In recent years extreme weather events have had significant impacts on major sporting events across the world, with the 2019 Rugby World Cup and Tokyo Olympics among the latest examples.  

 But while some parts of the world are only just beginning to see the realities of climate change through these events, in the Pacific region they are more visible and the consequences extend far beyond sport.  

At this month’s Conference of Parties (COP 26) in Glasgow, Scotland the Prime Minister of Samoa, Fiame Naomi Mataafa, said the situation was “our point of no return”, while Kausea Natano, the Prime Minister of Tuvalu, asked this chilling question in regards to rising sea levels, “will Tuvalu remain a Member State of the United Nations if it is finally submerged?”.   

Prime Minister of Fiji Josaia Voreqe Bainimarama – whose nation is one of few to legislate a net-carbon zero emissions target, as they look to relocate up to 75 communities inland to escape rising seas – said the voices of small island developing states must be heard if the world is to build back greener, bluer and better. 

COP 26 has seen a number of positive developments as governments submit ambitious national determined contributions (NDCs) that aim to limit warming to 1.5 degrees and see emissions halved by 2030 and reach net zero by 2050.   

This year the sport sector has joined this rally cry with a number of sport-focussed events featuring inspirational strategies for change.  

This has included innovative and climate-focussed sports bodies like Forest Green Rovers and Sail GP adapting their delivery models to reduce impact, alongside powerful messages from athlete advocates calling for change, such as this video produced by more than 50 Olympians and Paralympians calling on world leaders to deliver climate action.  

Football has been leading the charge and at COP 26 FIFA President, Gianni Infantino, confirmed the pledge to UNFCC Sports for Climate Action Framework, which includes the commitment to reduce emissions by 50 percent by 2030 and reach net zero by 2040.  

It is all part of the new FIFA Climate Strategy also launched this month, which outlines four pillars of activity including:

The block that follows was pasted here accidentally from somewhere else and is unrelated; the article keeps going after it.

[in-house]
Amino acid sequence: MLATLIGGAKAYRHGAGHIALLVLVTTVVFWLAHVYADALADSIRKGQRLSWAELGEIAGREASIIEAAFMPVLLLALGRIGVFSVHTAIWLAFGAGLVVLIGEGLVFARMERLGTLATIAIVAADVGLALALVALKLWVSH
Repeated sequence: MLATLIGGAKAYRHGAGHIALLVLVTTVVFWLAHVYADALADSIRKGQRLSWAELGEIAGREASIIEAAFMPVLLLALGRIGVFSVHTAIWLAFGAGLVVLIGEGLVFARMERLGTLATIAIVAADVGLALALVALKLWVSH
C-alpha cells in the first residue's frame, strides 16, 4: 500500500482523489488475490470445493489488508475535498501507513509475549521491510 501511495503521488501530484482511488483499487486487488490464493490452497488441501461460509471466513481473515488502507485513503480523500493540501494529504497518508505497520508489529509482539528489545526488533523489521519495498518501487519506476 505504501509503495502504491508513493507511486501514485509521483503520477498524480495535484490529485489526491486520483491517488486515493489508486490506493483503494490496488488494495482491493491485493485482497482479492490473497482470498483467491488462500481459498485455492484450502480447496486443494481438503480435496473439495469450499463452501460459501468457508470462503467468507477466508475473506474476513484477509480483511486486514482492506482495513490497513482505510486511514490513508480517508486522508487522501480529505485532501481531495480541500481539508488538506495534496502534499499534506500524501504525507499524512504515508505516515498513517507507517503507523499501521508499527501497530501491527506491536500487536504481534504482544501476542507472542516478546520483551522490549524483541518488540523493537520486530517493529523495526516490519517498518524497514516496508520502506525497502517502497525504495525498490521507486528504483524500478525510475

• Educating the global workforce on climate-related impacts and climate-friendly solutions.  
  • Adapting football regulations and activities to be more resilient to current and anticipated impacts of climate change. 
  • Reducing carbon emissions of FIFA and football to contribute to the Paris Agreement and the Sports for Climate Action Framework. 
  • Supporting and investing in key stakeholders with access to know how to tackle the impacts of climate change.  

OFC Head of Social Responsibility Michael Armstrong said at COP 26 Pacific Island leaders have demanded action, not excuses, and in many ways the sport sector can be seen to be living up to this request. 

“It is encouraging to see so many sports evolving toward reduced climate impact and using their platform to advocate for further change,” Armstrong said.  

“The global and local football networks provide a great opportunity to advance this work through engagement with international experts, local knowledge and a mobilised youth.  

“FIFA presents a useful model and resource to drive change toward three important goals, including making our organisations ready for climate action, protecting tournaments from the negative impact of climate change and ensuring climate-resilient football development. 

“The momentum of our sport and our region is on our side for OFC to drive forward with tangible action to support football and our communities in the face of our greatest ever challenge.   

“OFC has been leading work to support our communities in the face of the increased frequency of extreme weather events brought about by climate change.  

“COP 26 and the FIFA framework provide a foundation for us to go further and ensure we are enhancing climate resilience and reducing our contributions to the current climate emergency.”